That not abandoning ship seems partly principled, partly vain. If it can be difficult to separate those two with politicians, well, “Weiner” becomes considerable evidence of just how aptly they go together. When you see Weiner take part in a Gay Pride parade, spewing passion through a megaphone, waving the rainbow flag, it is hard not to feel a liberal quiver in your heart. At the same time, it’s hard not to see the frenzied look in his eye, the zealous insistence on good-intentioned self-promotion. You smile and you cringe. He seems to crave attention even as the unrelenting microscope is exactly what threatens to bring him down. You see this in a moment in the back of his car, when the filmmakers are heard posing a question behind the camera and Weiner expresses annoyance by citing the definition of a Fly on the Wall documentary, how you are supposed to observe, not interfere. He does not want them there, but he totally wants them there.

Seeing Anthony Weiner in moments like these, whatever your opinion of the man’s morals or politics, is excruciating. We’ve all seen the defiance and meltdowns on camera, many of which are re-visited here, but this peek behind the curtain is more quietly stomach-curdling. Here it is not outside forces, like Lawrence O’Dell or angry citizens that feel let down by their representative, it is the people closest to him. In the wake of the latest allegation, his director of communications, Barbara Morgan, delicately inquires as to whether there will be more accusers, and if so, how many. You can feel her quietly judging him. But that’s nothing. If the image of the wife standing by her scandalous politician husband is commonplace, in “Weiner” we see that picture come to life as the wannabe Mayor’s spouse Huma Abedin emerges as the documentary’s most compelling figure. And damn if it ain’t some irony that an attention-hungry fella like Anthony Weiner gets usurped in a documentary named for him.

Abedin professes a preference for privacy, and while that might seem contradictory to her presence here, this is just an up close account, not a personal one, as we watch her wilt in real time. How precisely she feels about all this we never really know because she never really says. Instead we are left to glean her despondency from the incendiary incredulousness etched on her face, rendered in livid side-eye glances and the incredible moment when she sits eating a slice of pizza with disgust radiating from her body and toward her husband in waves. It’s like having restricted backstage access. You get just enough to know how she feels even if you can’t help but pine for Huma’s internal monologue.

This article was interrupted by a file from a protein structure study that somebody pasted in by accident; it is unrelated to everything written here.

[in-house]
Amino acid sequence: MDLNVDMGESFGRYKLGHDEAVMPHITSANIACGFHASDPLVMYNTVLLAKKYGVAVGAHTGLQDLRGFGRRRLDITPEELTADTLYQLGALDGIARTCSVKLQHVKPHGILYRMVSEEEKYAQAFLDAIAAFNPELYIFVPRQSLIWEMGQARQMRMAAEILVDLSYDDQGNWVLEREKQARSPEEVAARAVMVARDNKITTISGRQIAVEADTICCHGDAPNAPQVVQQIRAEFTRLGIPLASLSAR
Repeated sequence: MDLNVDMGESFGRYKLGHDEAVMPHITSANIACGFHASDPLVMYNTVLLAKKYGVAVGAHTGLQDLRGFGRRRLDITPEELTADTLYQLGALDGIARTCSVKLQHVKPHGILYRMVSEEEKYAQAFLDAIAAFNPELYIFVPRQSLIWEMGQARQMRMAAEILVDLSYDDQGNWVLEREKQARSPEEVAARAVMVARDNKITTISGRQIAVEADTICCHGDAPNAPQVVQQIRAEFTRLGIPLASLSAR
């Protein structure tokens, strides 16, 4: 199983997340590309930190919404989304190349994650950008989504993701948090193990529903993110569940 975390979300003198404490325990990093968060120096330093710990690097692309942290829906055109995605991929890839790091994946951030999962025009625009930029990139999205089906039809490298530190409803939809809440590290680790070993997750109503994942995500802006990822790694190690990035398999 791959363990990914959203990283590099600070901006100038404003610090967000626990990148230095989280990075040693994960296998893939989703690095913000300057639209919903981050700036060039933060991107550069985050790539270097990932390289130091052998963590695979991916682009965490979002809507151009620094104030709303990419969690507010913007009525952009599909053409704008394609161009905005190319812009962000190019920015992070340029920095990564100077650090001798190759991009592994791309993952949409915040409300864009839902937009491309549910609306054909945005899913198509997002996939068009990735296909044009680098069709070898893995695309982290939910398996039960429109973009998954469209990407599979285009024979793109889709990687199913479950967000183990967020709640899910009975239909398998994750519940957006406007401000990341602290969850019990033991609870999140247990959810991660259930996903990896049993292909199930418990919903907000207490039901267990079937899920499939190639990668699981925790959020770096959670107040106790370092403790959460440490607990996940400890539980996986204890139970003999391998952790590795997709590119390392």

Even better (much, much worse) is a sequence in the aftermath of the second scandal coming to light. Anthony and Huma are in his campaign office dealing with the fallout. He has taken a phone call to discuss their strategy with how to manage it. Huma listens on another line, pacing back and forth, shaking her head with a holy fury. When the call ends, she towers over him, arms crossed, staring down, while he appears to look past her out the window, at something, who knows what. You wonder if this will finally be the moment they verbally hash this crisis out. Then, he looks to the camera and asks if they can have a minute alone.

Monday, October 17, 2016

Blue Jay

Amanda (Sarah Paulson) and Jim (Mark Duplass), the central couple of Alex Lehmann’s “Blue Jay”, first meet in a grocery store aisle. They know each other. We know that they know each other because of the way each one steals a glance of the other and then looks away, and then looks back, and then looks away, as if trying to determine whether to speak or to flee. They speak, tentatively, and that tentativeness is indicative not just of the years passed between them but the emotional baggage that they carry, baggage you can sense continuing to accrue over the course of the film’s eighty minutes, where every time Jim strokes his beard and stammers an “Uh” or “Ah” as he looks away, where every time Amanda steals a knowing yet wondering look of Jim, it hints at the narrative bomb waiting to go off. And so even as these two high school sweethearts eventually fall back into the rhythm of the way things were, they inexorably march toward having to (try and) square with why the way things were went wrong.

Duplass wrote the screenplay and it is impressive for how it withholds information, not to string us along but to communicate the awkwardness of communicating with decades apart and the fear of saying too much, opting for elliptical mentions of the present and references to the past. When Jim claims he likes being married to his work rather than being actually married, Paulson has Amanda respond with a perfect pregnant pause followed by an incredulous “Really? No? Really?” smile before asking if he’s okay. He says he is, but quickly changes the subject, complaining about the coffee at the Blue Jay diner where they are, mentioning that their youthful hangout has really gone downhill, a returning to their shared history to avoid his reality.

If Amanda is also apprehensive about reality, she never completely evades it. As the duo eventually repairs to Jim’s childhood home which he has come back to attend to in the wake of his mother’s death, the ex-sweethearts sit on the deck, under the stars, staring at their hometown in the distance. She confesses that her marriage to an older man and children is good, if not quite what she thought it would be, and Paulson does not spin these words with anger or regret but a kind of bittersweet recognition for how life can simply settle into a groove so familiar it starts to feel like a rut.